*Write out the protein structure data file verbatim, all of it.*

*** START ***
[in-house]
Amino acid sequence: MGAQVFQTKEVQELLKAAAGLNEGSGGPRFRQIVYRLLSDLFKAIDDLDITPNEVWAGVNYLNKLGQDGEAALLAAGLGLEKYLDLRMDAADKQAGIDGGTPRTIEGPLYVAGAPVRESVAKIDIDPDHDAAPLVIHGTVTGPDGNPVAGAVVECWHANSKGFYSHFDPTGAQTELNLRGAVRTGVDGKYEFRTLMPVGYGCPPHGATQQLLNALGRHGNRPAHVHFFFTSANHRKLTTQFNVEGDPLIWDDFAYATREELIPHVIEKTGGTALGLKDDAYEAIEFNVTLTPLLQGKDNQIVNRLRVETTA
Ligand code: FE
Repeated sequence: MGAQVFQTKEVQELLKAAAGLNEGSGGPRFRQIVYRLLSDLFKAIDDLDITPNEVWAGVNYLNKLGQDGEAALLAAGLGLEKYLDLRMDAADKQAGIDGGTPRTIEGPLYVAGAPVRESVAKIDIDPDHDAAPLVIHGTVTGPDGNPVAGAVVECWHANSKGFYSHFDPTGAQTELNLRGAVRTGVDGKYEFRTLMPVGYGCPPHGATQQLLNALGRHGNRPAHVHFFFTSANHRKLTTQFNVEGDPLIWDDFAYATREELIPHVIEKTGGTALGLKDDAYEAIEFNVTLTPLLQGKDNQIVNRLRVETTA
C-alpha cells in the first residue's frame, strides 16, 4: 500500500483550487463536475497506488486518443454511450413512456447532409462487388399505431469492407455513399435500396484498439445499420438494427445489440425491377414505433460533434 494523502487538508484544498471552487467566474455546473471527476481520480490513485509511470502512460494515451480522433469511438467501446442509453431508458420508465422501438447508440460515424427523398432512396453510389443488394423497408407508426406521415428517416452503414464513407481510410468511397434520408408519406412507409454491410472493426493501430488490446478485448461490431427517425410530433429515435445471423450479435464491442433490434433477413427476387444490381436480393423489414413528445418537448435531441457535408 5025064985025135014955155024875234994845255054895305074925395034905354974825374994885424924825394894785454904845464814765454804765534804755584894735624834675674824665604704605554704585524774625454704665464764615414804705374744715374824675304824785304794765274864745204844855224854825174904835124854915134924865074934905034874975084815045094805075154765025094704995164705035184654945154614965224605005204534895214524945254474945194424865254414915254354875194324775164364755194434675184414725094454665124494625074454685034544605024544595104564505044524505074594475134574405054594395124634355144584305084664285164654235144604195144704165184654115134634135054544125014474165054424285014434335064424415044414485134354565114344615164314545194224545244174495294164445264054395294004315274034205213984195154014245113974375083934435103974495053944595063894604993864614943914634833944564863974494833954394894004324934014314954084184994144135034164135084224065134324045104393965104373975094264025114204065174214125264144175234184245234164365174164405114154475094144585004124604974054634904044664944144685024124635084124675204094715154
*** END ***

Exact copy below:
[in-house]
Amino acid sequence: MGAQVFQTKEVQELLKAAAGLNEGSGGPRFRQIVYRLLSDLFKAIDDLDITPNEVWAGVNYLNKLGQDGEAALLAAGLGLEKYLDLRMDAADKQAGIDGGTPRTIEGPLYVAGAPVRESVAKIDIDPDHDAAPLVIHGTVTGPDGNPVAGAVVECWHANSKGFYSHFDPTGAQTELNLRGAVRTGVDGKYEFRTLMPVGYGCPPHGATQQLLNALGRHGNRPAHVHFFFTSANHRKLTTQFNVEGDPLIWDDFAYATREELIPHVIEKTGGTALGLKDDAYEAIEFNVTLTPLLQGKDNQIVNRLRVETTA
Ligand code: FE
Repeated sequence: MGAQVFQTKEVQELLKAAAGLNEGSGGPRFRQIVYRLLSDLFKAIDDLDITPNEVWAGVNYLNKLGQDGEAALLAAGLGLEKYLDLRMDAADKQAGIDGGTPRTIEGPLYVAGAPVRESVAKIDIDPDHDAAPLVIHGTVTGPDGNPVAGAVVECWHANSKGFYSHFDPTGAQTELNLRGAVRTGVDGKYEFRTLMPVGYGCPPHGATQQLLNALGRHGNRPAHVHFFFTSANHRKLTTQFNVEGDPLIWDDFAYATREELIPHVIEKTGGTALGLKDDAYEAIEFNVTLTPLLQGKDNQIVNRLRVETTA
C-alpha cells in the first residue's frame, strides 16, 4: 500500500483550487463536475497506488486518443454511450413512456447532409462487388399505431469492407455513399435500396484498439445499420438494427445489440425491377414505433460533434 494523502487538508484544498471552487467566474455546473471527476481520480490513485509511470502512460494515451480522433469511438467501446442509453431508458420508465422501438447508440460515424427523398432512396453510389443488394423497408407508426406521415428517416452503414464513407481510410468511397434520408408519406412507409454491410472493426493501430488490446478485448461490431427517425410530433429515435445471423450479435464491442433490434433477413427476387444490381436480393423489414413528445418537448435531441457535408 5025064985025135014955155024875234994845255054895305074925395034905354974825374994885424924825394894785454904845464814765454804765534804755584894735624834675674824665604704605554704585524774625454704665464764615414804705374744715374824675304824785304794765274864745204844855224854825174904835124854915134924865074934905034874975084815045094805075154765025094704995164705035184654945154614965224605005204534895214524945254474945194424865254414915254354875194324775164364755194434675184414725094454665124494625074454685034544605024544595104564505044524505074594475134574405054594395124634355144584305084664285164654235144604195144704165184654115134634135054544125014474165054424285014434335064424415044414485134354565114344615164314545194224545244174495294164445264054395294004315274034205213984195154014245113974375083934435103974495053944595063894604993864614943914634833944564863974494833954394894004324934014314954084184994144135034164135084224065134324045104393965104373975094264025114204065174214125264144175234184245234164365174164405114154475094144585004124604974054634904044664944144685024124635084124675204094715154